Collaboration, not competition, characterizes COVID-19 relief fund action |

Collaboration, not competition, characterizes COVID-19 relief fund action

Local governments divvy up $4.7 million and Gypsum foregoes its share of the money

Noting that it hasn't been hit hard with COVID-19 impacts yet and that other governments and organizations are better situated to provide aid to residents, the town of Gypsum decided to forego its share of federal Coronavirus Relief Fund money. The town's sales tax revenues are actually up 3.5% year to date, but Gypsum officials are concerned about what revenues will look like in 2021 if traffic is substantially cut back at the Eagle County Regional Airport.
Pam Boyd/

When the state of Colorado allocated $4.7 million to Eagle County as its share of funding from the federal Coronavirus Relief Fund, the county and the various municipalities within it were tasked with the job of allocating those dollars.

That sounds like a situation primed for competition. Instead, local officials said it was an exercise in collaboration.

“It was a super supportive process that acknowledged the upvalley folks have spent more and will continue to spend more,” said Eagle County Finance Director Jill Klosterman.

That cooperation, in part, reflects the nature of this round of federal funding. Money from the Coronavirus Relief Fund must go toward expenses local governments have already incurred, or expect to incur, as a result of the COVID-19 pandemic. Those expenses include items such as the county’s COVID-19 Response and Relief Fund or the town of Vail Community Relief Fund. The federal money can also reimburse salary expenses for employees whose jobs have been substantially dedicated to dealing with the emergency or toward the purchase of personal protective equipment or COVID-19 medical supplies.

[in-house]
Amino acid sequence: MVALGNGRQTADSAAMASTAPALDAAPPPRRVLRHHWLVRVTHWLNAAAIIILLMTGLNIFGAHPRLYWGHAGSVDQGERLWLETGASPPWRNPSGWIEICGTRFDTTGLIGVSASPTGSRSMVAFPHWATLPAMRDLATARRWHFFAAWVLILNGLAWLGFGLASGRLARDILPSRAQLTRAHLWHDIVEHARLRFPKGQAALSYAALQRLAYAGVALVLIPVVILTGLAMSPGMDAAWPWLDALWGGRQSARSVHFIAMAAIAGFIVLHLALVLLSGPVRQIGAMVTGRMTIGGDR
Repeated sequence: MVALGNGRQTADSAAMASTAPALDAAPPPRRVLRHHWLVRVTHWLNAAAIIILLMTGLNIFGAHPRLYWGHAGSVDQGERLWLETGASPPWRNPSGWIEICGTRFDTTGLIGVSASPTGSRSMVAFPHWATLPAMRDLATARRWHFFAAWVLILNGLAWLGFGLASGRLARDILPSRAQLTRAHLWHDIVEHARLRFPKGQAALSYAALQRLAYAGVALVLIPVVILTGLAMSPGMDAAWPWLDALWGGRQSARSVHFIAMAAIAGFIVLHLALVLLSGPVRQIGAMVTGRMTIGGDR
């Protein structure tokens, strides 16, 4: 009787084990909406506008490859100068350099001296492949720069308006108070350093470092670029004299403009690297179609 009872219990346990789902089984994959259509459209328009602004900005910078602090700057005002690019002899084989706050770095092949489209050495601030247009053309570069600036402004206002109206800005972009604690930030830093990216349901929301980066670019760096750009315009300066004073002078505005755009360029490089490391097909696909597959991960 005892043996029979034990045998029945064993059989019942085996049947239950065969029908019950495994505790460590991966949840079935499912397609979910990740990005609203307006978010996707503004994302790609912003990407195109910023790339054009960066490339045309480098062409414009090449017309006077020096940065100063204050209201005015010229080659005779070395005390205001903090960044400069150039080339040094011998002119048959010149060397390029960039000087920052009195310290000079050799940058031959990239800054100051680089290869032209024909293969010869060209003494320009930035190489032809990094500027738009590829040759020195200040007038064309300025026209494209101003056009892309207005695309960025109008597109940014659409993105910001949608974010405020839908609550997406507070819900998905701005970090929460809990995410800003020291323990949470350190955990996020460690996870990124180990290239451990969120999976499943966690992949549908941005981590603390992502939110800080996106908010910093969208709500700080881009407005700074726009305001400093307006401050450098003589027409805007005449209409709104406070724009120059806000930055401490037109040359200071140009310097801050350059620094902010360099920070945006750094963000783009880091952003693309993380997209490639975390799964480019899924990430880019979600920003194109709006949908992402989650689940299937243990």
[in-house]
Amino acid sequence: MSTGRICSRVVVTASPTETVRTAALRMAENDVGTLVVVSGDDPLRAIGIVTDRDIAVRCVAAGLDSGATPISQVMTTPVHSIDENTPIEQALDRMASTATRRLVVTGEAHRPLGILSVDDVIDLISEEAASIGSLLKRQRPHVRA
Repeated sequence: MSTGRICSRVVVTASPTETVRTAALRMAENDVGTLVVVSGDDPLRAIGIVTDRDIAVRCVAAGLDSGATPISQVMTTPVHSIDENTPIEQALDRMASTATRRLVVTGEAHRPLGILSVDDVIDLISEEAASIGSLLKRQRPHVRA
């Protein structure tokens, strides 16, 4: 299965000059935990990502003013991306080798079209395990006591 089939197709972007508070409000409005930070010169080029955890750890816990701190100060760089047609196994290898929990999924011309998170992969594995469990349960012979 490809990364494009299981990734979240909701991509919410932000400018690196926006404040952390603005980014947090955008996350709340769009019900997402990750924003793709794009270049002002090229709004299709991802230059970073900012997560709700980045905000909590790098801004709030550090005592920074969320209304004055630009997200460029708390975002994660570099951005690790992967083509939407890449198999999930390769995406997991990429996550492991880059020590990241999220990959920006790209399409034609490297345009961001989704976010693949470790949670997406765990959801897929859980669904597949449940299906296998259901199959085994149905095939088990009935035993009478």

But money from the Coronavirus Relive Fund cannot be allocated for anticipated lost revenues related to the pandemic. Vail Finance Director Kathleen Halloran explained that the relief money is designated to cover hard costs associated with COVID-19 impacts.

Halloran agreed the process of divvying up the $4.7 million was a collaborative effort, with representatives from the various governments talking through options and looking at various ways to share the money. Ultimately it was decided that county and municipal representatives would report actual COVID-19 expenses and the allocations would be made accordingly.

“It has been a huge help,” said Halloran.

The allocation list is as follows:

  • $2,276,595 — Eagle County
  • $1,449,435 — Town of Vail
  • $563,837 — Town of Avon
  • $222,467 — Town of Basalt
  • $99,188 — Town of Eagle
  • $44,034 — Town of Red Cliff
  • $44,020 — Town of Minturn

But the most interesting figure is the one that doesn’t appear on the list of allocations. The town of Gypsum will not be getting any money from the Coronavirus Relief Fund even though the town estimated it had expended $36,712 in direct COVID-19 costs. Gypsum officials decided to forego making a request for its share of the federal funding.

A good neighbor

“The Town Council just believed that money should go to those who need it the most,” explained Gypsum Town Manager Jeremy Rietmann.

Rietmann said that while Gypsum could identify some direct COVID-19 expenses, the Town Council felt the community could absorb those costs internally.  And, he noted, Gypsum councilmembers recognized that by foregoing its allocation, the town could free up dollars for outreach efforts.

“There are just other governments and organizations that are better equipped to get that money to those in need,” Rietmann said.

Rietmann also noted that Gypsum hasn’t really been hit with COVID-19 financial impacts yet. As of May, Gypsum’s sales tax receipts are actually up 3.5% — roughly $85,000 — over 2019 figures.

“We are basically holding steady,” said Rietmann. “It has been surprising, quite honestly, to see how resilient our returns have been.”

Gypsum, like virtually every government and business in the country, is looking to trim costs as it looks ahead to 2021. For example, Rietmann noted that local COVID-19 impacts really hit in mid-March so Gypsum didn’t feel the full sting of reduced traffic at the Eagle County Airport. But if that continues for the winter of 2020-21, it will be a big blow to Gypsum’s budget.

“But it looks like, at least through 2020, we can hold steady,” Rietmann said. And with that positive prognosis in hand, Gypsum decided to do the neighborly thing with its Coronavirus Relief Fund share.

“Sometimes it’s important to extend some common decency to your neighbors at a time when it matters,” Rietmann concluded.

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